An instrument featured on one of the most iconic album covers of the punk-rock era, The Clash‘s London Calling, will go on permanent display at the Museum of London on July 23.
The Clash’s Paul Simonon has indefinitely loaned the museum the Fender Precision bass that he smashed at a September 1979 concert by his legendary band at the New York City venue The Palladium.
A photo snapped by Pennie Smith of Simonon smashing the bass at the end of the show wound up on the cover of the British rockers’ classic album, which was released in December of ’79 in the U.K. and January 1980 in the U.S.
The bass previously was featured in the popular “The Clash: London Calling” exhibit that ran from from November 2019 to September 2020 at the Museum of London and celebrated the 40th anniversary of the album. The instrument now will go on display indefinitely in the museum’s World City gallery, and it eventually will be displayed at the facility’s planned new location in London’s West Smithfield section.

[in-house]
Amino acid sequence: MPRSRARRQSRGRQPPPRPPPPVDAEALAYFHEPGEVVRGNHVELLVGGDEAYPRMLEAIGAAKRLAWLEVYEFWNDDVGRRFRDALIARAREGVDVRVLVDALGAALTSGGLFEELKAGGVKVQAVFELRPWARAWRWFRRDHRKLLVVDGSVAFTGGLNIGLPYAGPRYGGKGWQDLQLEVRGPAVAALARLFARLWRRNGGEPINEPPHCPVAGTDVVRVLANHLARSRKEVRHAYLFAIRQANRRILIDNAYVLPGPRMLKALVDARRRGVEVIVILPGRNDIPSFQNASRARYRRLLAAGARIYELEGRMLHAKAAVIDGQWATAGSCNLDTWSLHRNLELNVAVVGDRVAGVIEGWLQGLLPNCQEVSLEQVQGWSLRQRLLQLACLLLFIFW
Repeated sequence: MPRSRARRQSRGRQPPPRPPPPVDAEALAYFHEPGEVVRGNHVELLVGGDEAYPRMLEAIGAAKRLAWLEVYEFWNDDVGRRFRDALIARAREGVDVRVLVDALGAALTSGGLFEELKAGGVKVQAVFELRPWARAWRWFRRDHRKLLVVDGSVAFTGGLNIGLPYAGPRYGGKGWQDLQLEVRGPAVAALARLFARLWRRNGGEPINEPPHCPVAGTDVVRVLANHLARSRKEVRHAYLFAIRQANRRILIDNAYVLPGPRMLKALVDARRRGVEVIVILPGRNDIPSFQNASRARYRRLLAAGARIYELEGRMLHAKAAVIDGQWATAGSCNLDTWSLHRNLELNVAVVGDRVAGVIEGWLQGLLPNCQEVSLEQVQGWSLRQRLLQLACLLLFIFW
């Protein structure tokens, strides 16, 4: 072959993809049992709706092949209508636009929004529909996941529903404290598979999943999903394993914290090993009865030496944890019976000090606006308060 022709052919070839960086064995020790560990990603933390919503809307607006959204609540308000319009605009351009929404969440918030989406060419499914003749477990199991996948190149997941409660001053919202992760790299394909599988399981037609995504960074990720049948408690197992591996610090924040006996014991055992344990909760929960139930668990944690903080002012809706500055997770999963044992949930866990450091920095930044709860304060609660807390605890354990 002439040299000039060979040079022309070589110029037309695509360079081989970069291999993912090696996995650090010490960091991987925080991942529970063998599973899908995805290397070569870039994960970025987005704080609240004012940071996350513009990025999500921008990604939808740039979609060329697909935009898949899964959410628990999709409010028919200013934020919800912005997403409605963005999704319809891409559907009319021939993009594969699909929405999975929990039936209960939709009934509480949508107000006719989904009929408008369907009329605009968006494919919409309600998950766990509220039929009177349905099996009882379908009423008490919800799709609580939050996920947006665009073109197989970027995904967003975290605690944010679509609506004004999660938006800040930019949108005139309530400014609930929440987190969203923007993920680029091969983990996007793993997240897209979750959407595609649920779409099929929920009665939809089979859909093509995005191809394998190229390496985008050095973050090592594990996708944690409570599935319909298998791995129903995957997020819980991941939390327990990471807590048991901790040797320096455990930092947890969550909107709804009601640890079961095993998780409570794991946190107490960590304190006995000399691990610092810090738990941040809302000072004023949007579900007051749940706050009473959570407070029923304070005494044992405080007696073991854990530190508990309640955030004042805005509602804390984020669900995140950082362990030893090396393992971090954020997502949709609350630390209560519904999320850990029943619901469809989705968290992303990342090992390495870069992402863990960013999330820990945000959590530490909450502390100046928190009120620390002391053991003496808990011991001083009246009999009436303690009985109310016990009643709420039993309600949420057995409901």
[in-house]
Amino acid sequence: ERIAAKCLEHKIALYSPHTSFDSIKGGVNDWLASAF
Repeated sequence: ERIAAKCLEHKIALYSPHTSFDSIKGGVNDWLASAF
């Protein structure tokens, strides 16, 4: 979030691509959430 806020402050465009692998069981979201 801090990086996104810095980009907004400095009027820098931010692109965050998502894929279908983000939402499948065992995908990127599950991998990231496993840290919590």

“We’re thrilled to have Paul Simonon’s Fender Precision bass on long-term loan,” says Museum of London curator Beatrice Behlen. “A seminal piece of music history, the moment the bass was smashed was immortalised on The Clash’s seminal album London Calling, a rallying call for Londoners and people around the world.”
She adds, “We are aware that many were unable to see the guitar as part of our exhibition The Clash: London Calling in 2020 due to coronavirus, so we are pleased to provide a second opportunity to see it.”
Free tickets to view the World City gallery can be reserved at MuseumofLondon.org.uk.
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